I have lots of experience with breeding seahorses. I have bred/raised Hippocampus zosterae (The Dwarf Seahorse from the coast of florida) and two other larger species. I have a couple of comments on the video.
First - He is right about buying captive bred seahorses. Wild seahorses almost always starve to death. Petshops will tell you to feed them live brine shrimp. This sadly results in the death of the seahorses. Even if the seahorses were busting out from eating tons of brine shrimp, they would die from malnutrition. Adult brine shrimp have absolutetly no nutritional value at all. Please heed his advise and only purchase captive bred seahorses. They are much more expensive but well worth it.
Second - You should never keep seahorses with other fish, especially fast and agressive eaters like damsels and clownfish. These types of fish will eat the food way to fast and the seahorses will starve. Also, these fish are very territorial and would eventually kill the seahorses by harrasing them. Seahorses, by nature, eat very slowly. They are picky about their prey and by the time the decide to eat it, the other fishes have it. Seahorses are very docile animals and do not do well if put in stressful situations.
Third - The current was way to strong in this tank. Did you see the seahorse get stuck to the intake tube for a few seconds. In the wild, seahorses do not swim around when there is a strong current. They can't, they are such weak swimmers that the current would simply sweep them away. In nature, where there may be strong currents, the seahorses hang onto vegetation so they don't get carried away. They hunt for prey when the currents are at their lowest or even stopped. This happens every twelve hours in most cases. However, they are good at snapping up prey while hitched. They have to be, because seahorses have no real stomachs. They must eat many times a day. Seahorses can actually starve to death is as little as two days.
Forth - Don't be fooled into think someone is an expert just because there are babies present. Pregnant females are always caught wild and release their babies in captivity. One think I want you to notice about the video was the amount of young that were born, looked like hundreds of them, to the last shot thirteen days later of just one or two. Raising baby seahorses is extreamly difficuly. Most need something much smaller than baby brine shrimp as their first food. Small near microscopic animals must be cultured for the first few days of the baby seahorse's life. If you live near the ocean you can collect planktonic foods for the babys. If you noticed in the video, not many of the babies were eating the baby brine shrimp, it was too big for them. Once the babys are big eanought to take newly hatched brine shrimp (unlike adult brine shrimp, newly hatched brine shrimp that is less than 8 hours old are a good nutritional source because of their yolk sac. Once the yolk sac is gone, they are of no nutritional value.) they will soon outgrow it. Depending on the species, thia could be as little as four to five days. After that many more problems arrise. You have to keep finding food sources for the babys as they grow. They all must be alive and moving. Because seahorses hunt by sight. It is exreamly difficult to culture/ collect foods to meet the demanding needs for the babies. The attrition rate seen in the video is typical of the home aquarists attempts at feeding and rearing baby seahorses. I was succesful only because I had access to the ocean and to friends in an aquatics lab that raised vaious marine aquatic critters for the environmental protection agency. They were kind enough to supply me with food for my baby seahorses because they knew how important captive rearing of the different seahorse species were.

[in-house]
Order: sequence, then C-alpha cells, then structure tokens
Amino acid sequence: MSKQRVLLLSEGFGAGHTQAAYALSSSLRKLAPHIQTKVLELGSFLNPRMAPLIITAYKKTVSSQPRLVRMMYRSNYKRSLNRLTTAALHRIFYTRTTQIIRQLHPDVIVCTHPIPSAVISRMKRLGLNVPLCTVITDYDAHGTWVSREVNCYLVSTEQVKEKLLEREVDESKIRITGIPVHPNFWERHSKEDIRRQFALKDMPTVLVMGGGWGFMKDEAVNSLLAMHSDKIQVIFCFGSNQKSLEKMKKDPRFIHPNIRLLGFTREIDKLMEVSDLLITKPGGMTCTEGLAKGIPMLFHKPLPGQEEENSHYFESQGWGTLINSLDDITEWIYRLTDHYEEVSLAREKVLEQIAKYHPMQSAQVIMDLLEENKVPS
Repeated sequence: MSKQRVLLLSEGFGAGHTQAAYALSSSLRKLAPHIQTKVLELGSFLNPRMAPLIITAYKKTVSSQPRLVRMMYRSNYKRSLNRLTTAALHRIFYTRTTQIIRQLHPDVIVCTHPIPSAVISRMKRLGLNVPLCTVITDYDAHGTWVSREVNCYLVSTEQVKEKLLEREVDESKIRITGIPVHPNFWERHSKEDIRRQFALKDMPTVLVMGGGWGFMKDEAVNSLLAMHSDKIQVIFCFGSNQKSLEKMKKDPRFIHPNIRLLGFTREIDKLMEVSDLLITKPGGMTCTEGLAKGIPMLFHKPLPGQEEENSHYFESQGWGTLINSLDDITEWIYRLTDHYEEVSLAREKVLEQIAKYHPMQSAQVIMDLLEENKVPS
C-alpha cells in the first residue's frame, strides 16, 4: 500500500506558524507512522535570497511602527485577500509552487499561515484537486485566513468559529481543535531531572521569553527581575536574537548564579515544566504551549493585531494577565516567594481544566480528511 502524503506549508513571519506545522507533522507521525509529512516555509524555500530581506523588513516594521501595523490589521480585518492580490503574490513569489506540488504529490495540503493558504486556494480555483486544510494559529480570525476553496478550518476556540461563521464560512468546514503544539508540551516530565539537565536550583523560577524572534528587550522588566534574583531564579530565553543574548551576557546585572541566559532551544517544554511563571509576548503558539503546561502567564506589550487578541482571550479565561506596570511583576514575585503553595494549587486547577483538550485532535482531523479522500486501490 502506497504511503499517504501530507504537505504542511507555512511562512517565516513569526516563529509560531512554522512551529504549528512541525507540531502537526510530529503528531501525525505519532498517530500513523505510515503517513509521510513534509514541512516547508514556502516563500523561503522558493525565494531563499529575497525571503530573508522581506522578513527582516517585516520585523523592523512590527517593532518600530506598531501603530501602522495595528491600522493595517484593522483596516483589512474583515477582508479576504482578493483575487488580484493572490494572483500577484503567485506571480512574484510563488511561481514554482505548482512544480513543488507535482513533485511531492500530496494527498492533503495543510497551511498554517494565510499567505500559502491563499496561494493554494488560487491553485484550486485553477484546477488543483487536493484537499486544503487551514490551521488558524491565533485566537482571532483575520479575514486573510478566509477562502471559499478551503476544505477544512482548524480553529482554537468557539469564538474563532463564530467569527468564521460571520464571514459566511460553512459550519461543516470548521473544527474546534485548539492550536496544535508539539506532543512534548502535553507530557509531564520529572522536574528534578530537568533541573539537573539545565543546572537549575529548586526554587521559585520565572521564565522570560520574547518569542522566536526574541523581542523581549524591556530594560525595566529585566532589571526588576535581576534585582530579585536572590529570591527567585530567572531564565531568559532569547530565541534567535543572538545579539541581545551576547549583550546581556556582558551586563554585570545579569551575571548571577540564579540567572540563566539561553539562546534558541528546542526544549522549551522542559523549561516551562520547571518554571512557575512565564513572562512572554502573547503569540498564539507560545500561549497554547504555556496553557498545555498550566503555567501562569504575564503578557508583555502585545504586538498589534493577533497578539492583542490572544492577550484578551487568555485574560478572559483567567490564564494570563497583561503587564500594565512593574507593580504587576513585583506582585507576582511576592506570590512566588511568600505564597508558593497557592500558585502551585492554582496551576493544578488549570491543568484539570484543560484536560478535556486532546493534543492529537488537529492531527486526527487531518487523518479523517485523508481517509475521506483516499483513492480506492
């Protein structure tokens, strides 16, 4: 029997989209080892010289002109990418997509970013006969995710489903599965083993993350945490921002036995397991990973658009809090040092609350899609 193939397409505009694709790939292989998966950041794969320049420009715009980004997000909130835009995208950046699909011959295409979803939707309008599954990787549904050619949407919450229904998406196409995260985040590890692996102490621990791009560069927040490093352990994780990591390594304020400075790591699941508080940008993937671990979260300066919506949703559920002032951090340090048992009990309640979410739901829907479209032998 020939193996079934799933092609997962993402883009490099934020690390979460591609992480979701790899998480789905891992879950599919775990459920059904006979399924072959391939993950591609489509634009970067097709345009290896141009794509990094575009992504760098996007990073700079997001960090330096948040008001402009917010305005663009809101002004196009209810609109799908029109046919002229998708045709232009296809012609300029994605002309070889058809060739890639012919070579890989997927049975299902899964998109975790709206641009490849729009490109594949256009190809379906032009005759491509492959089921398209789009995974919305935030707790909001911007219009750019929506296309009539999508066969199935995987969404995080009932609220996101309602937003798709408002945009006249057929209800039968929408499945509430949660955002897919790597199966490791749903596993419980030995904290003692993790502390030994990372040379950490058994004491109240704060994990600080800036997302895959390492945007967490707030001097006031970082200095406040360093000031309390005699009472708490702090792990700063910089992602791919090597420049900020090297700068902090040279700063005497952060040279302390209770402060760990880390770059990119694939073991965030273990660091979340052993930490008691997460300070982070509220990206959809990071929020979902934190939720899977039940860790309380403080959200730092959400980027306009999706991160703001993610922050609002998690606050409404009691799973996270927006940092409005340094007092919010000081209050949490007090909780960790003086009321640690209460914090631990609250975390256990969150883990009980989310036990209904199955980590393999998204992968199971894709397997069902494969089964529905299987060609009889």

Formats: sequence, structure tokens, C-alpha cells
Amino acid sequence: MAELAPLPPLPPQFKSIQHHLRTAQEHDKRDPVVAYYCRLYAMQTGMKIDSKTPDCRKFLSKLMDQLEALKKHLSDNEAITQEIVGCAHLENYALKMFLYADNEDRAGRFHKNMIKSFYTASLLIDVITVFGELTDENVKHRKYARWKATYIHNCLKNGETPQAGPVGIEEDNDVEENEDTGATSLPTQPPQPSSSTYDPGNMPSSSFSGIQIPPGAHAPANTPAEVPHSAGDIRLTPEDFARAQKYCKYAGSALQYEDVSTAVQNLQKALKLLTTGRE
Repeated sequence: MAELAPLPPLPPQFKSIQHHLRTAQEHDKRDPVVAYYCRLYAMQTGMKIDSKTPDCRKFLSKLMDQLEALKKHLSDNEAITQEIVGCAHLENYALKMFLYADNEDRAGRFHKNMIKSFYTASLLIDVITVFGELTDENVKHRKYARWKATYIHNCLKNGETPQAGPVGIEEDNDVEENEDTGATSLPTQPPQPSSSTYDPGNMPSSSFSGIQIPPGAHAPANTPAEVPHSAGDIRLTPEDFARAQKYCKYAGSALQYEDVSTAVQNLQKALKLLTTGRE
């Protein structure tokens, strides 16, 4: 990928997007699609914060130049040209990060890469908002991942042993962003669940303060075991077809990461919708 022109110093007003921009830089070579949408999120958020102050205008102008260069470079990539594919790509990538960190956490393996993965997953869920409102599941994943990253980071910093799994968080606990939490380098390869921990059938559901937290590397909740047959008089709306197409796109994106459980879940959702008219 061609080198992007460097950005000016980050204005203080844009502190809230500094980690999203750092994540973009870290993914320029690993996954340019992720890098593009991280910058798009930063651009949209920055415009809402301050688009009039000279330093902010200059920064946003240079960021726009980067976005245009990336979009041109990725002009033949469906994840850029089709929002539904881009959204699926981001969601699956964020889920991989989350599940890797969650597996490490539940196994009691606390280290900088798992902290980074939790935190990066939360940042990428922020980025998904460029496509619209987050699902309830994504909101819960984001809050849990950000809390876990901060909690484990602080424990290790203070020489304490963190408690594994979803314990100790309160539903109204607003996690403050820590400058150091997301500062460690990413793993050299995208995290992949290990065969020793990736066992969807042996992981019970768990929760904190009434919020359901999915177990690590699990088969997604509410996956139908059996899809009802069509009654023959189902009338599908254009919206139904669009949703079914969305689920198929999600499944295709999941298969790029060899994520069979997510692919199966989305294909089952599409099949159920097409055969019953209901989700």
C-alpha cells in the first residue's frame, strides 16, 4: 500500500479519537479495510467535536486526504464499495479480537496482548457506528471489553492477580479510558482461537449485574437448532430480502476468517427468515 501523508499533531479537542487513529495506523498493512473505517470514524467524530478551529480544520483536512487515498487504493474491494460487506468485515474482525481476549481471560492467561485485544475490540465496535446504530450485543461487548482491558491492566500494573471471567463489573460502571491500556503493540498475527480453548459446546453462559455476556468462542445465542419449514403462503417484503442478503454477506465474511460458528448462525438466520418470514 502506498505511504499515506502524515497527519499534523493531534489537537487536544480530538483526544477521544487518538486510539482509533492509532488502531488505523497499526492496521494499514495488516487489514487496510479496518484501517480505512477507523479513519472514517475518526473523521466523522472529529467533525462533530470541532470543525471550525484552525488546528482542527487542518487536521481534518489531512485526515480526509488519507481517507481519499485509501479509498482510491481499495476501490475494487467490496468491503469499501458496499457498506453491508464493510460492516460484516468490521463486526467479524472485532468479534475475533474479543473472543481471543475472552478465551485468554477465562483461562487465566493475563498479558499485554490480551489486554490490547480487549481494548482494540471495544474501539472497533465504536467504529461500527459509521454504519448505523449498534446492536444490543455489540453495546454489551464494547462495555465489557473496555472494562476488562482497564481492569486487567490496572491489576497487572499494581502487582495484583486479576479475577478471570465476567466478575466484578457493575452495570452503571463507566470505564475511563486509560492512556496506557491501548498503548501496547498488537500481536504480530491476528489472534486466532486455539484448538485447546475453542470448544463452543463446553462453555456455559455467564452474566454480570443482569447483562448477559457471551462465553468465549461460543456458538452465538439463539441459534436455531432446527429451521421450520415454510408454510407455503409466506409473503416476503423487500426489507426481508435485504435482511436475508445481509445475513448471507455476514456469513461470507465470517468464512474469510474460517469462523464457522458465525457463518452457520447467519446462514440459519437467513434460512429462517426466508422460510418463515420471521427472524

My hats off to the person in the video. This was in no way an attempt to villinize his accomplishments. This was just an attempt to give the facts, that is what this board is about.
In the past I have written and published over a hundred articles on aquarium species care and breeding. These articles appeared in Tropical Fish Hobbyist, Freshwater and Marine Aquarium, Marine Fish Monthly and other smaller publications. I have also lectured all over the northeast to many different aquarium societies on aquarium care. If my memory serves me right, I published two articles on seahorse care and breeding. If any of my fellow members have any questions at all on aquarium care, don't hesitate to ask me.